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From: dfan at harmonixmusic.com (Dan Schmidt)
Date: 22 Apr 1999 13:30:53 -0400
Subject: Pointers to variables
References: <19990422121403.A279051@vislab.epa.gov>
Message-ID: <wkk8v4ef5e.fsf@turangalila.harmonixmusic.com>
Content-Length: 1652
X-UID: 223
Randall Hopper <aa8vb at vislab.epa.gov> writes:
| This doesn't work:
|
| for ( var, str ) in [( self.min, 'min_units' ),
| ( self.max, 'max_units' )]:
| if cnf.has_key( str ):
| var = cnf[ str ]
| del cnf[ str ]
|
| It doesn't assign values to self.min, self.max (both integers). The
| values of these variables are inserted into the tuples and not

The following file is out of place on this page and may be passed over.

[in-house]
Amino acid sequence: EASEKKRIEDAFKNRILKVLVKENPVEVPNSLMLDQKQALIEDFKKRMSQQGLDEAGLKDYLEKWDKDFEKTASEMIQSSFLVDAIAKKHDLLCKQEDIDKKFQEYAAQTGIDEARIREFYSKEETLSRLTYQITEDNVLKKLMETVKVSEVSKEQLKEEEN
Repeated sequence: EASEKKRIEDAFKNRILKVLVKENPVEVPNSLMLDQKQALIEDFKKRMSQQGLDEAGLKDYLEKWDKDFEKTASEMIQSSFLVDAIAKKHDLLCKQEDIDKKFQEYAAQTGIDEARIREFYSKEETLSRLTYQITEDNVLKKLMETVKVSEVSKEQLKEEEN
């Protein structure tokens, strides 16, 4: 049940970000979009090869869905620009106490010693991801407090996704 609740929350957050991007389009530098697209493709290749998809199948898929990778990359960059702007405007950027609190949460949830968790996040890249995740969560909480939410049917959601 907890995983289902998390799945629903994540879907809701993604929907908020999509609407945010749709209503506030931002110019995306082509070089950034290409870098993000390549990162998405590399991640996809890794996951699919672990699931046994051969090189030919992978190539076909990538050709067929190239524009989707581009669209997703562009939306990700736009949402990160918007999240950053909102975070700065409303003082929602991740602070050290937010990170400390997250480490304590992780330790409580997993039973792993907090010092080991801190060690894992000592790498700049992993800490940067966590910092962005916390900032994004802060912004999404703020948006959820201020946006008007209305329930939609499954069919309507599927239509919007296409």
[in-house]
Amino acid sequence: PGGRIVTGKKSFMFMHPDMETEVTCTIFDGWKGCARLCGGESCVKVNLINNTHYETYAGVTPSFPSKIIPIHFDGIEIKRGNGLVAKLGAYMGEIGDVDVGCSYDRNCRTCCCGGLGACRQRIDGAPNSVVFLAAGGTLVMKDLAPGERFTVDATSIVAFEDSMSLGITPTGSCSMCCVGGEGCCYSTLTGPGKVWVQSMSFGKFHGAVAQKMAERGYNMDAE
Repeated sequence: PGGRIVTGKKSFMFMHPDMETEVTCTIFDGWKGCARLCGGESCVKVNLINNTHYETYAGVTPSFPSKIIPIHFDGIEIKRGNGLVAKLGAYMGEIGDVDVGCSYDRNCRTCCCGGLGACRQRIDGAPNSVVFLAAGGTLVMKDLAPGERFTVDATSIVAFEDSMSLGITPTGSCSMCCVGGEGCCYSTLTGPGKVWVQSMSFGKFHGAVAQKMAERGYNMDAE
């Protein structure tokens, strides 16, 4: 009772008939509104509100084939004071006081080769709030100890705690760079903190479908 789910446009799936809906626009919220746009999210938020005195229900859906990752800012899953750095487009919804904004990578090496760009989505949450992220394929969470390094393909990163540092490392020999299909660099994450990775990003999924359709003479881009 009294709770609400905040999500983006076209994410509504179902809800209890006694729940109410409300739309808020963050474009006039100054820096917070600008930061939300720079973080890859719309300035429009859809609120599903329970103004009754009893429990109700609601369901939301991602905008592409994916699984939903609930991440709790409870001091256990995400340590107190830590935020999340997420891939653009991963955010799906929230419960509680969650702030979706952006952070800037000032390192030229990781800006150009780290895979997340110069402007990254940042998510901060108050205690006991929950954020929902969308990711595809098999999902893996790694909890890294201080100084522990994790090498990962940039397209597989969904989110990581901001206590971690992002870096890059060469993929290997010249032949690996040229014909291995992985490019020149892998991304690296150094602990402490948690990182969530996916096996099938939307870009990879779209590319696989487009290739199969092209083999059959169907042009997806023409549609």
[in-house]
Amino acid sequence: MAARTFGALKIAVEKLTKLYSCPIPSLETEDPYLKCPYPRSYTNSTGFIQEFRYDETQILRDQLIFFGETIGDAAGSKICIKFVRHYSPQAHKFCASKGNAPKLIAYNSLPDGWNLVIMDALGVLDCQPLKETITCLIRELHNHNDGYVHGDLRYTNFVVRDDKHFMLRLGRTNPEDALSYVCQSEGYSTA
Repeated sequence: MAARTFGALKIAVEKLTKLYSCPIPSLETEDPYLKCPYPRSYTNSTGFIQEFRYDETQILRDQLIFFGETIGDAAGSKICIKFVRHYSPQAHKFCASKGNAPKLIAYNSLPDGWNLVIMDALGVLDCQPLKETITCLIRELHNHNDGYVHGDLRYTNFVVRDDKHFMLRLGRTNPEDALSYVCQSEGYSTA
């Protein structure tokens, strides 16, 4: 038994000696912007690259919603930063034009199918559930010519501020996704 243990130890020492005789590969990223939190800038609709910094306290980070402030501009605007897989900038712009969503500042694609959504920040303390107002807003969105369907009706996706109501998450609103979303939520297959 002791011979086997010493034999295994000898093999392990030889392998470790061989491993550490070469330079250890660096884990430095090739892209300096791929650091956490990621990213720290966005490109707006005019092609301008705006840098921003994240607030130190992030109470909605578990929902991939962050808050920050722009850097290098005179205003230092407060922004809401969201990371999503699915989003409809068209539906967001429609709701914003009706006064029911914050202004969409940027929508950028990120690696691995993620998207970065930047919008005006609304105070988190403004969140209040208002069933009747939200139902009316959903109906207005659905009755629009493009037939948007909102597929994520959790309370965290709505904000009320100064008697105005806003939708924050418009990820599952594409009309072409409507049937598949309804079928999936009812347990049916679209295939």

| references to the variables themselves, which is the problem.
|
| How can I cause a reference to the variables to be stored in the
| tuples instead of their values?
Here's how I would do it:
for ( varname, str ) in [( 'min', 'min_units' ),
( 'max', 'max_units' )]:
if cnf.has_key( str ):
setattr (self, varname, cnf[ str ])
del cnf[ str ]
I don't think this is really any slower than what you wanted to do,
since Python was doing namespace lookups on 'min' and 'max' before
anyway.
If min and max were mutable objects, a variation of your approach
would probably work, if there were a method to change them in-place
(e.g., "var.set_me (cnf[str])"). "var = cnf[str]" is never going to
do what you want, since it just makes the name 'var' point to a
different object (that's what assignment means in Python).
I've just been using Python for a week, so take my answer with a grain
of salt...
--
Dan Schmidt -> dfan at harmonixmusic.com, dfan at alum.mit.edu
Honest Bob & the http://www2.thecia.net/users/dfan/
Factory-to-Dealer Incentives -> http://www2.thecia.net/users/dfan/hbob/
Gamelan Galak Tika -> http://web.mit.edu/galak-tika/www/